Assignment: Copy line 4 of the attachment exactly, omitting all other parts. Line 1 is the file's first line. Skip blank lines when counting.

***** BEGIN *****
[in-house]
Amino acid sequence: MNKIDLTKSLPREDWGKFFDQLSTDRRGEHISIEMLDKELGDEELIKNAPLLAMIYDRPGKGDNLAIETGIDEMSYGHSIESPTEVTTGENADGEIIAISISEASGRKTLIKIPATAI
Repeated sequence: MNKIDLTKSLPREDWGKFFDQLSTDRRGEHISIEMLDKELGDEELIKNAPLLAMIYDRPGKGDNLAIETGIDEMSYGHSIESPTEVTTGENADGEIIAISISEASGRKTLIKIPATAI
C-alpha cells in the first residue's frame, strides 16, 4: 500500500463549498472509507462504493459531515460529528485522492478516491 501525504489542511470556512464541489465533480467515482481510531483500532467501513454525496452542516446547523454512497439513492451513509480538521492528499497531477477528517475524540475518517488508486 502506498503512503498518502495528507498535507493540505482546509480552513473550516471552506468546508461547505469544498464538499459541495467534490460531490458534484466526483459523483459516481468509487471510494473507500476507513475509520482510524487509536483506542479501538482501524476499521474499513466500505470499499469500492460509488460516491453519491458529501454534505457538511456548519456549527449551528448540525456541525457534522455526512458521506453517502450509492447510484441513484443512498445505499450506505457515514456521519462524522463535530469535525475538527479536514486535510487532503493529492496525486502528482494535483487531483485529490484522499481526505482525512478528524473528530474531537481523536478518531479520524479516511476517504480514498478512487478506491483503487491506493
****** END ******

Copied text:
C-alpha cells in the first residue's frame, strides 16, 4: 500500500463549498472509507462504493459531515460529528485522492478516491 501525504489542511470556512464541489465533480467515482481510531483500532467501513454525496452542516446547523454512497439513492451513509480538521492528499497531477477528517475524540475518517488508486 502506498503512503498518502495528507498535507493540505482546509480552513473550516471552506468546508461547505469544498464538499459541495467534490460531490458534484466526483459523483459516481468509487471510494473507500476507513475509520482510524487509536483506542479501538482501524476499521474499513466500505470499499469500492460509488460516491453519491458529501454534505457538511456548519456549527449551528448540525456541525457534522455526512458521506453517502450509492447510484441513484443512498445505499450506505457515514456521519462524522463535530469535525475538527479536514486535510487532503493529492496525486502528482494535483487531483485529490484522499481526505482525512478528524473528530474531537481523536478518531479520524479516511476517504480514498478512487478506491483503487491506493